Friday, December 21, 2012
Scott Lentine, 25 (above), is a college graduate interning at the Arc of Massachusetts. He loves dogs. In his work, Scott advocates for disability legislation to improve the lives of people with developmental disabilities. Scott has Asperger’s and writes about his experiences in poems. I asked him what five things he would share with parents raising younger kids with autism. Thanks Scott! Louise
Five things parents should know about autism
By Scott Lentine
1. Autism is not correlated with violence. I say this in the wake of the Newtown, Conn. tragedy.
2. People on the autism spectrum can have a wide range of emotions and attributes.
3. Not all people with autism are lonely.
4. People with autism can have diverse interests in subjects and hobbies.
5. Parents should try their best to find the appropriate doctor and psychologist to make their lives happier. Treat your child with warmth and kindness. Using fidget toys and sensory-integration tools can help soothe tensions in the child with autism. In addition, parents could help find friends for their child: kids who might have similar interests and who are sympathetic to the child with autism. The friend can be on the spectrum or neurotypical. I do wish I could have had more friends when I was younger.
I also asked Scott what he had learned during his internship at The Arc.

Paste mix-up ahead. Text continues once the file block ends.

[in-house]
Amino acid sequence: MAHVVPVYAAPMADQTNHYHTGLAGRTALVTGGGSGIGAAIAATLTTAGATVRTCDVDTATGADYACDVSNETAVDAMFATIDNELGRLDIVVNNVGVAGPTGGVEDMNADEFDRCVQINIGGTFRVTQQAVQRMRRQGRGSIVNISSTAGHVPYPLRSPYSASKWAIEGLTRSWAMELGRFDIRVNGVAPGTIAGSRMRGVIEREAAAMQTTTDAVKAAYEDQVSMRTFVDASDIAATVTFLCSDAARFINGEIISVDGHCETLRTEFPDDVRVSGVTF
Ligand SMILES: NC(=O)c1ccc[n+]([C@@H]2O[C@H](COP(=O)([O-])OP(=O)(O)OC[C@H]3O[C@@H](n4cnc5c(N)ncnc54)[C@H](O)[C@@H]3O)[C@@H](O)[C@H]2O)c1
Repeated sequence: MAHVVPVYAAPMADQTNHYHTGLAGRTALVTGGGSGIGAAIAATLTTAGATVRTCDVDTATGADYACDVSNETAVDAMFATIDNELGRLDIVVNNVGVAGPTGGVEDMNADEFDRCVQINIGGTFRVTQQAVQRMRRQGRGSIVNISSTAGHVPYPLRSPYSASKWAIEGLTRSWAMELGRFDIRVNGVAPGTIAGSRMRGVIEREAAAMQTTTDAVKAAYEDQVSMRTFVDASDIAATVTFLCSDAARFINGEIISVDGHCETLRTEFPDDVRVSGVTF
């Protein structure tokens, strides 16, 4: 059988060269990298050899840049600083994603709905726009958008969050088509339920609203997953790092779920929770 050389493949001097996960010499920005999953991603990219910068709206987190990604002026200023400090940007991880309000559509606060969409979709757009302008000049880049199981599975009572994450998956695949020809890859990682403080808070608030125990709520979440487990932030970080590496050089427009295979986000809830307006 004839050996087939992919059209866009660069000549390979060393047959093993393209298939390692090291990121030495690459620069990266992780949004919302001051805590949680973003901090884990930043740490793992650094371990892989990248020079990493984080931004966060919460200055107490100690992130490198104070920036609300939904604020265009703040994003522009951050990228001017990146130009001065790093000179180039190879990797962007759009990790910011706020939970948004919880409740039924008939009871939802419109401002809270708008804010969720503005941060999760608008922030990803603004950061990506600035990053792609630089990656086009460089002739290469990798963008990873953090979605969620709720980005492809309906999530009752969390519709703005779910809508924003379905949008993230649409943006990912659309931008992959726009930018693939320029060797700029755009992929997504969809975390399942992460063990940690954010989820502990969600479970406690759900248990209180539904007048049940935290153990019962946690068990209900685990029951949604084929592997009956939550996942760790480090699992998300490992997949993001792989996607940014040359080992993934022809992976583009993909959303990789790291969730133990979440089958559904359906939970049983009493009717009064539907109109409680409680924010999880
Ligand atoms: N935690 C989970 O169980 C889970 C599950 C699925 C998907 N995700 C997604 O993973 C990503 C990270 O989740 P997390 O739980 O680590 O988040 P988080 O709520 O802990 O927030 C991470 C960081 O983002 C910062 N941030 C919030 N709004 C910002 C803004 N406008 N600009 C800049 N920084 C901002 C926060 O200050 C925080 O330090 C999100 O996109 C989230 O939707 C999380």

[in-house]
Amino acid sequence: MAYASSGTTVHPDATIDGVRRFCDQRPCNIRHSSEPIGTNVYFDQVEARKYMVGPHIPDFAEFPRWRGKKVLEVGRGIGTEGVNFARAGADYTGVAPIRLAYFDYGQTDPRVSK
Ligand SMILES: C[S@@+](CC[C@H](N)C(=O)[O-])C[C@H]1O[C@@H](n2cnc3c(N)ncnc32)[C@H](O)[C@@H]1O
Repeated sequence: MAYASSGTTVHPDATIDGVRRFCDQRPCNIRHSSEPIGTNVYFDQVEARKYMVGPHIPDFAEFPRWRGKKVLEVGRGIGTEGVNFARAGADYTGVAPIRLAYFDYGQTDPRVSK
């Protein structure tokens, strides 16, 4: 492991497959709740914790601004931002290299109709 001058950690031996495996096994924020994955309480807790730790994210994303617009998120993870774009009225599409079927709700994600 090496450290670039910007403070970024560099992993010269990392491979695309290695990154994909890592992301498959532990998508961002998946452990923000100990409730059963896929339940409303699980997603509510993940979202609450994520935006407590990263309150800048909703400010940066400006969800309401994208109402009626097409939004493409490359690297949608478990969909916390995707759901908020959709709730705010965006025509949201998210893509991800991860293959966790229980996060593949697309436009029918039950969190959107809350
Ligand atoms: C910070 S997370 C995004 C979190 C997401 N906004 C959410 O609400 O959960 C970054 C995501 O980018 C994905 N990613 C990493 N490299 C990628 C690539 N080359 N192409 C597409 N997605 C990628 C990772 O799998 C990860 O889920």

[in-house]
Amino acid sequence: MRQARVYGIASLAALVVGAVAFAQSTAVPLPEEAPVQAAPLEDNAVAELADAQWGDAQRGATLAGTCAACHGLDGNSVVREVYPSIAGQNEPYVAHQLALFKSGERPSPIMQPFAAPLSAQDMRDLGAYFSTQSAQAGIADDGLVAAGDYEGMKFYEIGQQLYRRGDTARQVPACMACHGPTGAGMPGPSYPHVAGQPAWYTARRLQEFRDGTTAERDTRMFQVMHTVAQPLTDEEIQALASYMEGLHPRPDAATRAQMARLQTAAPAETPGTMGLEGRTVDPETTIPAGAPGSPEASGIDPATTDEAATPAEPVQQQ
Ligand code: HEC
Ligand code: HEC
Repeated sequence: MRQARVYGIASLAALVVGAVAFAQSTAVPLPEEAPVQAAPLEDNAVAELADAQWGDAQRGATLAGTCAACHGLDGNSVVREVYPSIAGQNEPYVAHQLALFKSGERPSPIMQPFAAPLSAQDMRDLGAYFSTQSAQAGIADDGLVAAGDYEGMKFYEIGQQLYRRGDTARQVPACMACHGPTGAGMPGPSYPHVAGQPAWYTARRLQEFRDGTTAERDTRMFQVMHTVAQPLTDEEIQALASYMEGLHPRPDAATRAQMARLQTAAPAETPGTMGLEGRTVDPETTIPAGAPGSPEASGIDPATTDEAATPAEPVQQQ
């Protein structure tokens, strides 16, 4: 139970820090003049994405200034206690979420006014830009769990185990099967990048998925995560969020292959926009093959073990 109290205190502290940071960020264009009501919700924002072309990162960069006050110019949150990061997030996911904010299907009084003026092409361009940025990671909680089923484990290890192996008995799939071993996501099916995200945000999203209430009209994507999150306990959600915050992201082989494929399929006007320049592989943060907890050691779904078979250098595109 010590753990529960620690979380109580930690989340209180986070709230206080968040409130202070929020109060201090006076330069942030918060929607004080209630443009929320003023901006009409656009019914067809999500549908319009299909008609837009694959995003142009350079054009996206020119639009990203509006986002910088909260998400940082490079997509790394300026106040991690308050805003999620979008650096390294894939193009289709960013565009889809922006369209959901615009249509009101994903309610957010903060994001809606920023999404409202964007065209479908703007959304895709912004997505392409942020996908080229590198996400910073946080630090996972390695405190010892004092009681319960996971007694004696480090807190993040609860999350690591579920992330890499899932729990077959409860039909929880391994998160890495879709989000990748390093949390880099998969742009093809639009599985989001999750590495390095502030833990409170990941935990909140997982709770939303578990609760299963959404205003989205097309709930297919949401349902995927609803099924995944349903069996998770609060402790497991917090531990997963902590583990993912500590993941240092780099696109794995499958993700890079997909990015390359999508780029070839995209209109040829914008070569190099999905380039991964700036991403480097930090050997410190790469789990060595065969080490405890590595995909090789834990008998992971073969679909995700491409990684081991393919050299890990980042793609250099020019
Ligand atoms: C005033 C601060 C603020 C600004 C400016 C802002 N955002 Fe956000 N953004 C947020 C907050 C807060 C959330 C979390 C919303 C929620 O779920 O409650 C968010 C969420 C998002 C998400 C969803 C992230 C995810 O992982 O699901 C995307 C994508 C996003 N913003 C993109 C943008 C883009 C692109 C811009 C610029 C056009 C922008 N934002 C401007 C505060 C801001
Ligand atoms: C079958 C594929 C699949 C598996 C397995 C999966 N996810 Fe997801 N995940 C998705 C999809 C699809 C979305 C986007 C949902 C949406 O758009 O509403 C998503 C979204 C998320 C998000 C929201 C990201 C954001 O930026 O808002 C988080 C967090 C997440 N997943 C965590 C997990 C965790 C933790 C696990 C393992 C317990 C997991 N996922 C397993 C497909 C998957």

“I learned that people with developmental disabilities often do not get proper public services or health care after turning 22 and formally leaving the public educational system. There needs to be universal health care (physical and mental) for people on the spectrum and they should not be denied insurance coverage.
“I tend to view the autism community as a new civil rights movement similar to that of African Americans and LGBT citizens. There definitely need to be more songs about autism. Perhaps, people like Neil Young, Joan Baez, Judy Collins, Bruce Springsteen, Bob Dylan, Peter Yarrow, Pete Seeger and Tom Waits could do songs about this subject. It would also be great if Hollywood did a movie on the life of autism activist and physician Dr. Margaret Bauman. I saw her when I was a child in the 90s in Lexington, Mass.
Below is one of Scott’s poems:
Just a Normal Day
Never knowing what to say
Never knowing what to do
Always looking for clues
Just a normal day
Totally perplexed with everyday life
Always on edge never certain
I wish I could lift this curtain
Needing to constantly satisfy my need for information
Always online searching for new revelations
Going from site to site
Obtaining new insights every night
Trying to connect with people my age
Attempting to reveal my unique vision
But ending up alone and unengaged
Feeling like my life needs a total revision
Just a normal day